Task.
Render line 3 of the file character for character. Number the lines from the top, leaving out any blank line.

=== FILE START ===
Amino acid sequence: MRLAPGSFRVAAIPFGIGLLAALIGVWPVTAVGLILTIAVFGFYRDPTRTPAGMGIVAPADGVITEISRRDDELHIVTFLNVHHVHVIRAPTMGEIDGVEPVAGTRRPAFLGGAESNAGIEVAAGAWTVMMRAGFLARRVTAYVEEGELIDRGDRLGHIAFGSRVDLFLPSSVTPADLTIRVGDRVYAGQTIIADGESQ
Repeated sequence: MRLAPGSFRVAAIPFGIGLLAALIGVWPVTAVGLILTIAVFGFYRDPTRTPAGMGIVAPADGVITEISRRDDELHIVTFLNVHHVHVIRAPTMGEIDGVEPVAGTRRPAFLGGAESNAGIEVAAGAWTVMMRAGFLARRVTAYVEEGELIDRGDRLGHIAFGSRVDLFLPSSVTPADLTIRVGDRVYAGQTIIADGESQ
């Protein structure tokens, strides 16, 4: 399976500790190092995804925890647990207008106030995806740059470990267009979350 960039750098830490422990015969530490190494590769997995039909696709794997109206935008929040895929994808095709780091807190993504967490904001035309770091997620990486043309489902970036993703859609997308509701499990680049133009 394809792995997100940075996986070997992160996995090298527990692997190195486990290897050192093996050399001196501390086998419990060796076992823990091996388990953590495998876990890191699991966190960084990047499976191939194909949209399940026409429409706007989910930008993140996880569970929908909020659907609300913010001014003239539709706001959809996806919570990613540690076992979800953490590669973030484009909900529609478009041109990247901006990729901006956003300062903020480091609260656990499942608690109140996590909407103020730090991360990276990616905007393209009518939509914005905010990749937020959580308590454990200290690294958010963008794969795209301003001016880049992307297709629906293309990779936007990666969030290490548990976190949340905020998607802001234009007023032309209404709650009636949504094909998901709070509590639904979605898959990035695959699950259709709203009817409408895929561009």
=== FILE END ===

């Protein structure tokens, strides 16, 4: 399976500790190092995804925890647990207008106030995806740059470990267009979350 960039750098830490422990015969530490190494590769997995039909696709794997109206935008929040895929994808095709780091807190993504967490904001035309770091997620990486043309489902970036993703859609997308509701499990680049133009 394809792995997100940075996986070997992160996995090298527990692997190195486990290897050192093996050399001196501390086998419990060796076992823990091996388990953590495998876990890191699991966190960084990047499976191939194909949209399940026409429409706007989910930008993140996880569970929908909020659907609300913010001014003239539709706001959809996806919570990613540690076992979800953490590669973030484009909900529609478009041109990247901006990729901006956003300062903020480091609260656990499942608690109140996590909407103020730090991360990276990616905007393209009518939509914005905010990749937020959580308590454990200290690294958010963008794969795209301003001016880049992307297709629906293309990779936007990666969030290490548990976190949340905020998607802001234009007023032309209404709650009636949504094909998901709070509590639904979605898959990035695959699950259709709203009817409408895929561009």